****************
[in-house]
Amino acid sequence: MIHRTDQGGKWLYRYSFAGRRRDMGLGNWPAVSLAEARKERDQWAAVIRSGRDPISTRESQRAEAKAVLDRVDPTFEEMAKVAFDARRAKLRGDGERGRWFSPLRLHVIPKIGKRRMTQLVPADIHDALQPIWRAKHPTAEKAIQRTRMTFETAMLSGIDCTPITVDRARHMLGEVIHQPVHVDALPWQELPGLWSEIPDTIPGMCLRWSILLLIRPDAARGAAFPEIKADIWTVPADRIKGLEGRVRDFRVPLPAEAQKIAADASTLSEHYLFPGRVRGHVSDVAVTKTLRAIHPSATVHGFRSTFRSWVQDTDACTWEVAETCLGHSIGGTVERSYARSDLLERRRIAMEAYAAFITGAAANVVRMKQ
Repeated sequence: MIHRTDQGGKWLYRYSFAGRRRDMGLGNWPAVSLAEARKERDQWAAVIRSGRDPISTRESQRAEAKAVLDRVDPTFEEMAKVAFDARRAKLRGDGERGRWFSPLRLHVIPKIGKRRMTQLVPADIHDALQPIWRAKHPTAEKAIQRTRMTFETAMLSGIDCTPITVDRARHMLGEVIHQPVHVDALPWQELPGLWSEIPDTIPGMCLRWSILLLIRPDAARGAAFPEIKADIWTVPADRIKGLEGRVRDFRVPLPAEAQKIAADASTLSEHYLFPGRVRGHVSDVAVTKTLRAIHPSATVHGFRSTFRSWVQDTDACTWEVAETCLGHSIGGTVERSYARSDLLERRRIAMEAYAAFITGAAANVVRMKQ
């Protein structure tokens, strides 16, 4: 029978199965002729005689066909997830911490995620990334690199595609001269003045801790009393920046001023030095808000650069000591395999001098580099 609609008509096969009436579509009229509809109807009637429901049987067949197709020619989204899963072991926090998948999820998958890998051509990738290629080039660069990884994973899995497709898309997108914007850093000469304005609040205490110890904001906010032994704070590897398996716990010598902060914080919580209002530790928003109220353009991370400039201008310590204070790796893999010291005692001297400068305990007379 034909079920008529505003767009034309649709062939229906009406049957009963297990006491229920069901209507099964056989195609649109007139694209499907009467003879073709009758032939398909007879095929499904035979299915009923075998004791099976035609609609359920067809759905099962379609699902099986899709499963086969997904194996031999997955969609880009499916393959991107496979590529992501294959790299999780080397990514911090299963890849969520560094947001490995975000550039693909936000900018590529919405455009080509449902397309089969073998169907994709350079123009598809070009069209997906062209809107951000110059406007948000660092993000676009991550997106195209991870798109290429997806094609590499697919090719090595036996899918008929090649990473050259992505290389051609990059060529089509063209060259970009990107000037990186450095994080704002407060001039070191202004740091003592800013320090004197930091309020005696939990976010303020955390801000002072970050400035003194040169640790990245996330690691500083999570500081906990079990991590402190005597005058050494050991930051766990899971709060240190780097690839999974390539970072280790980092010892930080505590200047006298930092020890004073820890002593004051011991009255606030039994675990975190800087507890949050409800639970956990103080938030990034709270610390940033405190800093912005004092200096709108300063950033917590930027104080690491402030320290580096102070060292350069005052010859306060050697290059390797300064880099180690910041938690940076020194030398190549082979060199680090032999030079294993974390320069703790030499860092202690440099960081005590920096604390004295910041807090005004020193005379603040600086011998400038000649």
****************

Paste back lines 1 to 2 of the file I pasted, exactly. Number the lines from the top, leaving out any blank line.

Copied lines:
[in-house]
Amino acid sequence: MIHRTDQGGKWLYRYSFAGRRRDMGLGNWPAVSLAEARKERDQWAAVIRSGRDPISTRESQRAEAKAVLDRVDPTFEEMAKVAFDARRAKLRGDGERGRWFSPLRLHVIPKIGKRRMTQLVPADIHDALQPIWRAKHPTAEKAIQRTRMTFETAMLSGIDCTPITVDRARHMLGEVIHQPVHVDALPWQELPGLWSEIPDTIPGMCLRWSILLLIRPDAARGAAFPEIKADIWTVPADRIKGLEGRVRDFRVPLPAEAQKIAADASTLSEHYLFPGRVRGHVSDVAVTKTLRAIHPSATVHGFRSTFRSWVQDTDACTWEVAETCLGHSIGGTVERSYARSDLLERRRIAMEAYAAFITGAAANVVRMKQ